The issue is also interested in other metaphorical roads, both culinary and exilic. While not as famous as the Silk Road, couscous was also carried on a journey from Western North Africa to al-Andalus, Sicily, Libya, Alexandria, and Marseille, before it retreated back again. Chef and scholar Anny Gaul attempts to follow it in “Couscous: Light Enough to Travel.”

Mohammad al-Amin, whose poems are here translated by Ghareeb Iskander and David Allen Sullivan, remembers the streets of Baghdad long after they have been taken from him: “Fires ravage the body of Baghdad, rooted in me, but flames can’t drive me away from the familiar folds of her mazes.”

Real roads are here, too. Iraqi poet Ammar Bin Hatim is interested in the literal, day-to-day path through Baghdad. Here, in Hind Saeed’s translation, we see: “The checkpoint that broke the street’s back/ Two lovers in a conversation, unaware of their surroundings/ Water-sellers/ The artist Mohammed Gani’s final statue/ Traffic congestion/ An elderly shoe-shiner” and more. And in an excerpt from Jan Dost’s The Green Bus Leaving Aleppo, translated by Madeline Edwards, a man struggles to travel the fraught road to his daughter’s house, where he finds her wild and unwilling to budge from the home she is desperate to protect from Daesh.

The works in this issue extend from Rabat to Aleppo to Baghdad to al-Qunfudhah, suggesting an interconnected map not unlike the one in Samira Negrouche’s “Seven Little Jasmine Monologues,” which ends, in Marilyn Hacker’s translation: “Let the TGV Express awaken, let it bring back the breeze from Tanger and let it start a new route from Tunis to Alexandria and from Beirut to Istanbul. Let a new day open and let Midnight be fragrant with jasmine.”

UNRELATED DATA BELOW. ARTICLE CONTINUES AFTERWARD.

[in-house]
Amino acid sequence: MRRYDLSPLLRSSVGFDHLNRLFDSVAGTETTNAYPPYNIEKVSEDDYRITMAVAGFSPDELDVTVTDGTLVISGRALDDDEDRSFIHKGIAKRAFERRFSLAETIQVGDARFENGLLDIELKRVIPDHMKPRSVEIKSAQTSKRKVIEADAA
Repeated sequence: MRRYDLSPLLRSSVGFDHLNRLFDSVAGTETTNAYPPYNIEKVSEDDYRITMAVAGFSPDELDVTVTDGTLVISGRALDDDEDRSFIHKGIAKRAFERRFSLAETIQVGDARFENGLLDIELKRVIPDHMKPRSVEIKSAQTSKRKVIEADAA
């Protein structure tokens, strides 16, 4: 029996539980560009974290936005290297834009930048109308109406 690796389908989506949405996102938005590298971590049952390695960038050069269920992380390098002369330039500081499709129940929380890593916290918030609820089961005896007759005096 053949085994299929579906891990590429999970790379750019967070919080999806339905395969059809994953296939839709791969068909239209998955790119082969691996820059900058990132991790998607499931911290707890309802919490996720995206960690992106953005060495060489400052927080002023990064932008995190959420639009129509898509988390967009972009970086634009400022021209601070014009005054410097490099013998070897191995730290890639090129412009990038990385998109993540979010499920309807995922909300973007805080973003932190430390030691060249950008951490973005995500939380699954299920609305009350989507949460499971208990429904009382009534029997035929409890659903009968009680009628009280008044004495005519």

Negrouche’s poem looks different now than it did in 2011, when anti-tyranny uprisings seemed to be echoing one another across the region. In 2020, we are pressed to think more specifically about each city’s protests and challenges, Negrouche told me in a conversation last month. “Putting a group of countries in the same storyline didn’t tell enough about the complexity of the situation,” she said. Yet while “the lines of conflict are also more tense, there is an urgency to understand more of who we are as a collective and why it is important to rise as one multiple.”

Indeed: May this issue take the road that rises as one multiple.

From the Table of Contents: